Despite some of the efforts made during the McGreevey administration to bring down the cost of car insurance here, a new study reveals what we’ve already known.

That is, we pay more, on average, for car insurance than the rest of the country.

Which begs the question – what with the cost of living being so high here, do you change carriers often – or do you stay with one carrier.

The reason I ask is because I get solicitations all the time from carriers I may have done business with at one time or another telling me “we miss you – please come back!”

And while it may seem prudent to do that, is it wise to do that every time your policy is up for renewal?

New Jersey topped the list of the most expensive place in the U.S. to get automobile insurance, according to a recently released report by the National Association of Insurance Commissioners.

The report said New Jersey drivers paid $1,302 in combined average premiums in 2011, the latest year available.

Also near the top were Louisiana ($1,282), the District of Columbia ($1,274) and New York ($1,234).

In New Jersey, the average insurance costs about $390 more than the national average.
However, there are some caveats that propelled New Jersey to the top.

Since New Jersey is predominately urban, the costs are not directly comparable to states with large rural populations, the report notes. Also, New Jersey historically pays two to four times the national average in dividends to policyholders.

For example, New Jersey Manufacturers Insurance Co., which has an office in Hammonton, announced in December it was sending dividend checks to its 431,000 customers amounting to $82 per person for policies effective in 2012.

In a release accompany the announcement, the company noted that high medical inflation remains a challenge, but state regulatory reform to personal injury protection is beginning to "exert downward pressure on these costs."

Marshall McKnight, a spokesman for the New Jersey Department of Banking and Insurance, which regulates the industry, said state insurance consumers tend to buy more coverage and more liability insurance.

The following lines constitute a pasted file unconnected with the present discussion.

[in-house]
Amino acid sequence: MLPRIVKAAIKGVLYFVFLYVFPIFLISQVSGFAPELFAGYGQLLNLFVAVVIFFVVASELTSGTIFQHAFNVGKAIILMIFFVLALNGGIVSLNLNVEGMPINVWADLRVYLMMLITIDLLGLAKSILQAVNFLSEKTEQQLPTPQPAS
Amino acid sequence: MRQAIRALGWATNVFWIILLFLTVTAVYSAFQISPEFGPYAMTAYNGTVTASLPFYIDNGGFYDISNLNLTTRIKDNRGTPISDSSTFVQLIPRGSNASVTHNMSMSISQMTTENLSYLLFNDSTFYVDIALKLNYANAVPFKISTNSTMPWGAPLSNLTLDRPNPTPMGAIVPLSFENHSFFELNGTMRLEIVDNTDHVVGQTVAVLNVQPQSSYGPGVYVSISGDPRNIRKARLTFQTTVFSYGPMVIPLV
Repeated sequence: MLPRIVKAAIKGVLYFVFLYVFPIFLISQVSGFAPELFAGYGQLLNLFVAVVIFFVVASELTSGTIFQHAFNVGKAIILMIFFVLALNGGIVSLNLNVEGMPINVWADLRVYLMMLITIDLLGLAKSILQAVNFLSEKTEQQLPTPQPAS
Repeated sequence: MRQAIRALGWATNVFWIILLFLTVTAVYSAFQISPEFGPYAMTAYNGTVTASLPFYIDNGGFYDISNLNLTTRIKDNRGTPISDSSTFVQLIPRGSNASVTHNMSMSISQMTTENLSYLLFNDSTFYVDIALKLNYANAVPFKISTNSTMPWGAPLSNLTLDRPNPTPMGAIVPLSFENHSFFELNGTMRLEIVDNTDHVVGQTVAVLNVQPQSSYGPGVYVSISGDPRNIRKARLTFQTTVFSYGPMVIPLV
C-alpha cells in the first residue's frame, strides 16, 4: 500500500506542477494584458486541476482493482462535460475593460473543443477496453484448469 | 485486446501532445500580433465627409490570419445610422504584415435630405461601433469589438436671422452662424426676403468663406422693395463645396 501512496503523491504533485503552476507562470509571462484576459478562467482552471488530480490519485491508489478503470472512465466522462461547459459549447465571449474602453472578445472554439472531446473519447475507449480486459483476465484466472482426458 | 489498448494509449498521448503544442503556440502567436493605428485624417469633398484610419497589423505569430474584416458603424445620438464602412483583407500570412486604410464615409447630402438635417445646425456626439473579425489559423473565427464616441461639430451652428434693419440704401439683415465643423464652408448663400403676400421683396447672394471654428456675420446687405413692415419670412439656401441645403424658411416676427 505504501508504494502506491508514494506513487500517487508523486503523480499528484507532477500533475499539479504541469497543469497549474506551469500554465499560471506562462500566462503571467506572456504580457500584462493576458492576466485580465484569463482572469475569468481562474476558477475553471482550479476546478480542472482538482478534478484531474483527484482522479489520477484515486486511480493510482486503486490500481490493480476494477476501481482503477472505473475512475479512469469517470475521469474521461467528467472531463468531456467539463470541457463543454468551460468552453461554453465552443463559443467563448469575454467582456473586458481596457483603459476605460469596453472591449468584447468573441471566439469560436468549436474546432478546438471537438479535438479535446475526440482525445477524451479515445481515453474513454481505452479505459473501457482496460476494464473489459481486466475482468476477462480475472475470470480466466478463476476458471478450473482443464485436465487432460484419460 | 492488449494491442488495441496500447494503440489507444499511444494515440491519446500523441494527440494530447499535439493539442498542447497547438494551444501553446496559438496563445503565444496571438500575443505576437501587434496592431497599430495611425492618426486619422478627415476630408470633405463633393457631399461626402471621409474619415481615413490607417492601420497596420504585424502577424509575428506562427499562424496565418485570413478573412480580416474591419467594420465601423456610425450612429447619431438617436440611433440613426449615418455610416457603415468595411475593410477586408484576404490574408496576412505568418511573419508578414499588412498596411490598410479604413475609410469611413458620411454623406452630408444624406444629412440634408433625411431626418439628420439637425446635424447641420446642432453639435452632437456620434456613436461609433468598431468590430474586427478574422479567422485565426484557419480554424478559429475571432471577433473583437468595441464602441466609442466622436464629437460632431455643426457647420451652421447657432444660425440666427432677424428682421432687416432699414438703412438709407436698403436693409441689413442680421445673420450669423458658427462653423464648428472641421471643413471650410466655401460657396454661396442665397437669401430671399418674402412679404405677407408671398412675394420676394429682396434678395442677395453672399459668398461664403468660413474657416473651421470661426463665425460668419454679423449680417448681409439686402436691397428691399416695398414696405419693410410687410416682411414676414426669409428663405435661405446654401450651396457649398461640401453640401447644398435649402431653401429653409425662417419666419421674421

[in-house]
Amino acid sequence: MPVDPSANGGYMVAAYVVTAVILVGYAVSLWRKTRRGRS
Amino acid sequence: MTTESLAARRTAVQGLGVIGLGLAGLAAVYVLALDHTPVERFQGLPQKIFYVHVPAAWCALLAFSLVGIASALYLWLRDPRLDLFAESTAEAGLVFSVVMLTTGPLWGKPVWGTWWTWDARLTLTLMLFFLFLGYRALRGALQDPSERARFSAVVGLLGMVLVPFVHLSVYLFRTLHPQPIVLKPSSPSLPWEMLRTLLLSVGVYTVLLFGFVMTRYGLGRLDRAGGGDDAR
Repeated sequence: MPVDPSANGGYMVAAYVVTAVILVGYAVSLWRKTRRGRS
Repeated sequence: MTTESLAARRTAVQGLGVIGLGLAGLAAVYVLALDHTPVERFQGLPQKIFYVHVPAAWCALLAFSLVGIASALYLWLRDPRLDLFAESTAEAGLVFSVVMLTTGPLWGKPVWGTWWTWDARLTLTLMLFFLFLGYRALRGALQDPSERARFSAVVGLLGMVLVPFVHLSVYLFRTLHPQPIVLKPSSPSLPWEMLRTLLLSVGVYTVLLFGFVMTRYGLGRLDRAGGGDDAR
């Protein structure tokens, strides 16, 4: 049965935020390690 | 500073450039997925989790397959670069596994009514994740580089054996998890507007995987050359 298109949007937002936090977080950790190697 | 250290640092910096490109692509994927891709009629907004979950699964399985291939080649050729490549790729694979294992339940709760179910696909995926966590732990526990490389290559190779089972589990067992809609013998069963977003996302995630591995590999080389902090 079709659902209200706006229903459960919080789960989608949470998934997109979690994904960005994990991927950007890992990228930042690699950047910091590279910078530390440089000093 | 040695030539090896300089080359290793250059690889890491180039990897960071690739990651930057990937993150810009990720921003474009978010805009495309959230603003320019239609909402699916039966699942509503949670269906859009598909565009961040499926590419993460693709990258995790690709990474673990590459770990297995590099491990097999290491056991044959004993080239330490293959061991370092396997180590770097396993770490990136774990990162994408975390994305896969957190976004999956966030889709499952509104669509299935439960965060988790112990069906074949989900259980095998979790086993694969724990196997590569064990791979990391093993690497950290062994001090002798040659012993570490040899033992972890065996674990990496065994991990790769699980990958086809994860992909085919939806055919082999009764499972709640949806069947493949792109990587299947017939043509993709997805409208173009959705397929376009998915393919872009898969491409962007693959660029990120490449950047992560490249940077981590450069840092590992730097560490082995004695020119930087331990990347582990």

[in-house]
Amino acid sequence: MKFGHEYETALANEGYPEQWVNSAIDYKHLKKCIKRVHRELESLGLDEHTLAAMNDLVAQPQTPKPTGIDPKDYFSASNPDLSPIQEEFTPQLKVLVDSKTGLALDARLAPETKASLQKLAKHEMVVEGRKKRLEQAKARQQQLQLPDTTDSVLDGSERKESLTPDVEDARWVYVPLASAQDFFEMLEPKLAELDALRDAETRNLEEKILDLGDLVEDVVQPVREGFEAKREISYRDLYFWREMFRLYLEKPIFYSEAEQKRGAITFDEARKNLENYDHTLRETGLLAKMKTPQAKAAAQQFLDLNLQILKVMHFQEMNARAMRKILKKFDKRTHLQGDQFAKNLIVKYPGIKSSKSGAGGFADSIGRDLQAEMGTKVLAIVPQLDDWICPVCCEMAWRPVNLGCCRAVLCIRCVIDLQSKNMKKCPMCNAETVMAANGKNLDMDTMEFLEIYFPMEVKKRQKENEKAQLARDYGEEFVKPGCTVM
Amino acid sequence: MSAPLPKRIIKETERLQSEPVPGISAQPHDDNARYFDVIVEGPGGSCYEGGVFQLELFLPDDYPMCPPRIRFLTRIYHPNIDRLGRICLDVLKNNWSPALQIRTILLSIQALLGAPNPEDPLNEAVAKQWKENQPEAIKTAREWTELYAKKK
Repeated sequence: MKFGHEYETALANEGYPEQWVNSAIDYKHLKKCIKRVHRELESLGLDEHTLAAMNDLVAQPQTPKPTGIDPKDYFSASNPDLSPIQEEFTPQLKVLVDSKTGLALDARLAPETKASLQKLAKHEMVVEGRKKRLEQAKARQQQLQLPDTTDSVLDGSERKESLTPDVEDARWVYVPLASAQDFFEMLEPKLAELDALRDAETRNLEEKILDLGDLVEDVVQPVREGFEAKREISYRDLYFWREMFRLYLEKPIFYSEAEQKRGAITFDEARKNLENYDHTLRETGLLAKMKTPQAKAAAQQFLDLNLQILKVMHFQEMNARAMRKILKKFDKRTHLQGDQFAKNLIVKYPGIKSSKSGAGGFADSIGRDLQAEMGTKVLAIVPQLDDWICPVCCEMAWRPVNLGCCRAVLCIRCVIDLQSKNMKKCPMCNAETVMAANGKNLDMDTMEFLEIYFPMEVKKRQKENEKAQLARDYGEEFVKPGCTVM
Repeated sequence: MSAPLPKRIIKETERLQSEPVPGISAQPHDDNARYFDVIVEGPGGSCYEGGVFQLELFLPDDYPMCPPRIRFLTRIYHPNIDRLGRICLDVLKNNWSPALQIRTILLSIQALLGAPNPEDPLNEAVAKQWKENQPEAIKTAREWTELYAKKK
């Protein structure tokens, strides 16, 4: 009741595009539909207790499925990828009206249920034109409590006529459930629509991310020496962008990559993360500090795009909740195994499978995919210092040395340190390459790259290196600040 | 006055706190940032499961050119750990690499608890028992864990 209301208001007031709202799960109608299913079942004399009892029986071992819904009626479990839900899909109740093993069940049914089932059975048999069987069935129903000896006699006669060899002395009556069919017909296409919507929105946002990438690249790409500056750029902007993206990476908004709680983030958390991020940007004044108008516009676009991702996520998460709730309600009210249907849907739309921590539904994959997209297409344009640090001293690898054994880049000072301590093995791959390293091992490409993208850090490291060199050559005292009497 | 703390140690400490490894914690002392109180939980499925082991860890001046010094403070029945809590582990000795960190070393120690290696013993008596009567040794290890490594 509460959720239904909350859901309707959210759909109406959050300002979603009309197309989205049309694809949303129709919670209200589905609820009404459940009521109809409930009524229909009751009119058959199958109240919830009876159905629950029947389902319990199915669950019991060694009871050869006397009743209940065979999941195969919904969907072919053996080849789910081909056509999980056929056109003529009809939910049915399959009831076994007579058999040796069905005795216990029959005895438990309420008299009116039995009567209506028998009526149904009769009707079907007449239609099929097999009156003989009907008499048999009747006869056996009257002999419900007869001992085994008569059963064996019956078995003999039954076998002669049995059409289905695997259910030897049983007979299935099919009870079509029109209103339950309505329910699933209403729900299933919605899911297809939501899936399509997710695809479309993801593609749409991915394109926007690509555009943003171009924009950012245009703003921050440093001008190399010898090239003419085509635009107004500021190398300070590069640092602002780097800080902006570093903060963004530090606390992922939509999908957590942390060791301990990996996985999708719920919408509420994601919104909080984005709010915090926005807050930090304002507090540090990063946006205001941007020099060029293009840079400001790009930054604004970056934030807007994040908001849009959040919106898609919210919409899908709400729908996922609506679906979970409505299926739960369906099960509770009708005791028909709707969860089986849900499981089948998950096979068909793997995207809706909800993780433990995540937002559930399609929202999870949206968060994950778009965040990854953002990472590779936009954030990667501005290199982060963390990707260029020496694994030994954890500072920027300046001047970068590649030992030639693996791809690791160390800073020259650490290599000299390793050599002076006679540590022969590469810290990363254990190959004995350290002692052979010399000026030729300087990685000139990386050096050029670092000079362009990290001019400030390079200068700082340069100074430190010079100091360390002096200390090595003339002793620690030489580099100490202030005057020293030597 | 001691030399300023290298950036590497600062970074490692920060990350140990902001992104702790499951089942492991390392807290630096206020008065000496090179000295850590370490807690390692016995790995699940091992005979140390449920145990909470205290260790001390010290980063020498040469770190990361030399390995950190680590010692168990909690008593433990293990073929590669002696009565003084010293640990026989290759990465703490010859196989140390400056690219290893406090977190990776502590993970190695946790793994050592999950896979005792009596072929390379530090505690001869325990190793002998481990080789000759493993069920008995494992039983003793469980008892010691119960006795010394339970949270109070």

Also, insurance is costlier in high-population areas, and New Jersey is the most densely populated state in the country, he said.

In the coming years, state reform enacted in 2012 that implemented medical fee caps for personal injury protection will have a long-term impact on the market, he said.

Meanwhile, in December, the Department of Banking and Insurance issued some basic tips for shopping for auto insurance policies.

Some of these include:
•Understand what each policy covers. A basic policy, for instance, offers minimum protection and should only be considered by consumers with few or no assets.

•Get quotes from agents or carriers. The state regulator recommends at least three quotes, but make sure each quote is for the exact same coverage.

•Ask about discounts. Carriers offer different policies that could reduce premiums. These could include discounts for those with short commutes to work, those with multiple cars, those insuring auto and homeowners insurance with the same carriers, those for safe drivers and those for students with good grades.

And guaranteed you’ll be getting notices in the mail every few weeks or so advertising how much you’ll save if you buy a policy from carrier “X”.

So I wonder:

Do you change auto insurers every time your present policy expires or do you stay with one carrier?

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